ESPN’s leading NBA reporter sent an expletive-laced email to the office of Senator Josh Hawley (R., Mo.) after Hawley challenged NBA commissioner Adam Silver over the league’s new policy that allows players to wear social justice messages on their jerseys.
After he sent a Friday letter to Silver — which asked if the league would allow for players to promote pro–law enforcement or anti–Chinese Communist Party messages — Hawley tweeted an email that he received from Adrian Wojnarowski, ESPN’s senior NBA insider.
After Hawley’s press office blasted out the letter’s release, Wojnarowski responded by emailing “f*** you.”
Wojnarowski later apologized on Twitter, saying his actions were “disrespectful” and that he would reach out to Hawley directly to apologize. In a statement, ESPN said the email was “completely unacceptable behavior.”
“It is inexcusable for anyone working for ESPN to respond in the way Adrian did to Senator Hawley. We are addressing it directly with Adrian and specifics of those conversations will remain internal,” ESPN added.
In his letter, Hawley challenges the NBA over its “decisions about which messages to allow and which to censor.” The reported list of preapproved messages for players to wear when the NBA resumes at the end of the month include “Black Lives Matter,” “Sí Se Puede (Yes We Can),” “Anti-Racist,” and more, but does not include any phrases supporting the U.S. military or pro-democracy protests in Hong Kong.
“If I am right — if the NBA is more committed to promoting the CCP’s interests than to celebrating its home nation — your fans deserve to know that is your view. If not, prove me wrong,” Hawley writes. “Let your players stand up for the Uighurs and the people of Hong Kong. Let them stand up for American law enforcement if they so choose. Give them the choice to write ‘Back the Blue’ on their jerseys. Or ‘Support our Troops.’ Maybe ‘God Bless America.’ What could be more American than that?”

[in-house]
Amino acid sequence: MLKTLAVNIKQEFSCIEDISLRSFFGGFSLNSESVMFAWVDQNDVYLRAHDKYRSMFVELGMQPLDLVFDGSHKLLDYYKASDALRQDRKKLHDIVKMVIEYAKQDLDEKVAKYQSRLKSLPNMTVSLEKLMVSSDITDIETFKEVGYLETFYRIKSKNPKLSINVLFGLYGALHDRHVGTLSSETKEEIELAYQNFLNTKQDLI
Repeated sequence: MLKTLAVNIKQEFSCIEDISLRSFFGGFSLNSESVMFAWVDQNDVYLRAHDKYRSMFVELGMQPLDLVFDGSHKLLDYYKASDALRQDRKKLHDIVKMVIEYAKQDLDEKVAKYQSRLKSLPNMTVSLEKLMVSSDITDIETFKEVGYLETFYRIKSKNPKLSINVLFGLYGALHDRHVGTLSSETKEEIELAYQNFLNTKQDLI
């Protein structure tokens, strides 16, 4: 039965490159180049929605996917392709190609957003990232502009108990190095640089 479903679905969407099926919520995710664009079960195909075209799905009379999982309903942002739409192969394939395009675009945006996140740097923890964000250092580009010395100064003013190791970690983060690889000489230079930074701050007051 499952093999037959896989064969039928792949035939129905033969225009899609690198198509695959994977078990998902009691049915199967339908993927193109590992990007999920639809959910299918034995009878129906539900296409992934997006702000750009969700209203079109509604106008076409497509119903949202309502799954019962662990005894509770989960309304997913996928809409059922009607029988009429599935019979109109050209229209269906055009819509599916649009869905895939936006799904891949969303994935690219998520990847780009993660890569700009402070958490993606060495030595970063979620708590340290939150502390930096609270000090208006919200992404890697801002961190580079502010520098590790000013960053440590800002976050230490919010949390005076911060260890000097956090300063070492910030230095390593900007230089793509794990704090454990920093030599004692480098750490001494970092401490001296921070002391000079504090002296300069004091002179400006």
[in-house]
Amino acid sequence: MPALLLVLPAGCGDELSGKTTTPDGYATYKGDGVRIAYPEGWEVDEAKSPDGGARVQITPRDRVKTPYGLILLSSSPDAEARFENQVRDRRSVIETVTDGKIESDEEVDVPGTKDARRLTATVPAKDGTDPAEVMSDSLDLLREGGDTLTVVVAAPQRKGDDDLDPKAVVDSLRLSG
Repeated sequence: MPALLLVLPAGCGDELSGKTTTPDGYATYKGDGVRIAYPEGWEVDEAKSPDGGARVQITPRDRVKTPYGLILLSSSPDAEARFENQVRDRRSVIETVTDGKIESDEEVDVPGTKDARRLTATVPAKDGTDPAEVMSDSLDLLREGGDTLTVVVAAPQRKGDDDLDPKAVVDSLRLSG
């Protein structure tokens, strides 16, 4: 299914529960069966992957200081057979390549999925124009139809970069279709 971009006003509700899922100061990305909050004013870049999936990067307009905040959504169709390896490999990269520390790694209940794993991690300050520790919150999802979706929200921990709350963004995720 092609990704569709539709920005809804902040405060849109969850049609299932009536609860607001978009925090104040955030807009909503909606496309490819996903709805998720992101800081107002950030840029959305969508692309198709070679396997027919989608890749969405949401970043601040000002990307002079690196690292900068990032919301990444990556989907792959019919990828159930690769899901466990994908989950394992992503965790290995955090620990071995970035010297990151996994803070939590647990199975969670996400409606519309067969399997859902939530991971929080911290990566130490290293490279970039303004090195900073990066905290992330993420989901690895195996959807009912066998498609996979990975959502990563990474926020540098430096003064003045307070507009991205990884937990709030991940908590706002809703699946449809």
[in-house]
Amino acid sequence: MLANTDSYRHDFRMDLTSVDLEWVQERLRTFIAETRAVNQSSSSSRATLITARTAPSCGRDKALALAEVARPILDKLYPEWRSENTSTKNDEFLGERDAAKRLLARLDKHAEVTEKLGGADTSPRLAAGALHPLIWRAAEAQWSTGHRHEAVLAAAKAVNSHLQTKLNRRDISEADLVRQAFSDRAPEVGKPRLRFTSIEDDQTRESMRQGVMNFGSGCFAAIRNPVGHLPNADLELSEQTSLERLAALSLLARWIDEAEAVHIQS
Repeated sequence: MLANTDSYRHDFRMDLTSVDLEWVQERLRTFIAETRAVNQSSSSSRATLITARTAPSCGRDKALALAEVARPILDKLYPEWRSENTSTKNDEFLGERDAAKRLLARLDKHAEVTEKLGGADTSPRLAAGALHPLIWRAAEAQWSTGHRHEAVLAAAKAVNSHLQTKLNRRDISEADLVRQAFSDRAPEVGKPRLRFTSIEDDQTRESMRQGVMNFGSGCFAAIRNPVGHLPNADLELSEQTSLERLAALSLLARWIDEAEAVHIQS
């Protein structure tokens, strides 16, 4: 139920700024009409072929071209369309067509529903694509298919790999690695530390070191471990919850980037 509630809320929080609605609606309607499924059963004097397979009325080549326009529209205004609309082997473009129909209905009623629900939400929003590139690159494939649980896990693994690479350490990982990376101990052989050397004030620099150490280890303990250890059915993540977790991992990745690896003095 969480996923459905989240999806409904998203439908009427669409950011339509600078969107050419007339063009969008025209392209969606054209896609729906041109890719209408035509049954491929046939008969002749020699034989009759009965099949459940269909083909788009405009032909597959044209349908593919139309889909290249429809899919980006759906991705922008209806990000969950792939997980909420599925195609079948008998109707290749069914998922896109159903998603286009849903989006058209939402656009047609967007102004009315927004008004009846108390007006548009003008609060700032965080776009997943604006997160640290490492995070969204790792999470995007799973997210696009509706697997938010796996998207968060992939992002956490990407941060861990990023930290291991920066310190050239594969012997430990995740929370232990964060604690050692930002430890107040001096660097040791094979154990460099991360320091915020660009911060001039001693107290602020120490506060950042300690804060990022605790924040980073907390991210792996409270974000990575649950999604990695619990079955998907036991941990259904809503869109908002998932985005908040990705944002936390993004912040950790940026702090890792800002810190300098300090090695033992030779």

Hawley has been outspokenly critical of the NBA over its handling of a pro–Hong Kong tweet by Houston Rockets general manager Daryl Morey last October. Following Chinese outrage over Morey’s actions, which the NBA called “regrettable,” the league attempted to distance itself from Morey as it launched a preseason tour in China. The move drew widespread bipartisan criticism from lawmakers, and Hawley called on the NBA to “show a little backbone” in the face of Chinese censorship.23
Speaking about the affair last month, Silver said that he believed relations between the league and China — its largest overseas market — have improved.
“As I’ve said before . . . we come to China with a certain set of core American values and principles,” Silver explained. “They have a different view of how things have been done, how things should be done. And hopefully, we can find mutual respect for each other.”
Editor’s Note: This piece has been updated with additional comments from ESPN and Wojnarowski.